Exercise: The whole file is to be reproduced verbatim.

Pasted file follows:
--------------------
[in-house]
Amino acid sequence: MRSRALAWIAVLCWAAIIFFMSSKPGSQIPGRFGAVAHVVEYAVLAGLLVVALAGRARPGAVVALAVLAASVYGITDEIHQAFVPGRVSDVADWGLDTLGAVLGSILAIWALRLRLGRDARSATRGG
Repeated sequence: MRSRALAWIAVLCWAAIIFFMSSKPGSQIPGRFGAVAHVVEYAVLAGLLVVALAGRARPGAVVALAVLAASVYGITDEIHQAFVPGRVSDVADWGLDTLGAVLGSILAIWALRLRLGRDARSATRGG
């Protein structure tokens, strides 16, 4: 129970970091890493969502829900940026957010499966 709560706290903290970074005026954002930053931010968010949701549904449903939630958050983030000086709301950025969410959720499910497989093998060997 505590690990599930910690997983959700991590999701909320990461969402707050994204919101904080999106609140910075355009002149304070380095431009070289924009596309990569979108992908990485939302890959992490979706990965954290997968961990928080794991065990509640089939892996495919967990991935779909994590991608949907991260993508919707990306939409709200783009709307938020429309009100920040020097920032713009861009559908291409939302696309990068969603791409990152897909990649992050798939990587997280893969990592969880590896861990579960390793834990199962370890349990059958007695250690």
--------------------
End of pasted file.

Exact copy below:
[in-house]
Amino acid sequence: MRSRALAWIAVLCWAAIIFFMSSKPGSQIPGRFGAVAHVVEYAVLAGLLVVALAGRARPGAVVALAVLAASVYGITDEIHQAFVPGRVSDVADWGLDTLGAVLGSILAIWALRLRLGRDARSATRGG
Repeated sequence: MRSRALAWIAVLCWAAIIFFMSSKPGSQIPGRFGAVAHVVEYAVLAGLLVVALAGRARPGAVVALAVLAASVYGITDEIHQAFVPGRVSDVADWGLDTLGAVLGSILAIWALRLRLGRDARSATRGG
């Protein structure tokens, strides 16, 4: 129970970091890493969502829900940026957010499966 709560706290903290970074005026954002930053931010968010949701549904449903939630958050983030000086709301950025969410959720499910497989093998060997 505590690990599930910690997983959700991590999701909320990461969402707050994204919101904080999106609140910075355009002149304070380095431009070289924009596309990569979108992908990485939302890959992490979706990965954290997968961990928080794991065990509640089939892996495919967990991935779909994590991608949907991260993508919707990306939409709200783009709307938020429309009100920040020097920032713009861009559908291409939302696309990068969603791409990152897909990649992050798939990587997280893969990592969880590896861990579960390793834990199962370890349990059958007695250690």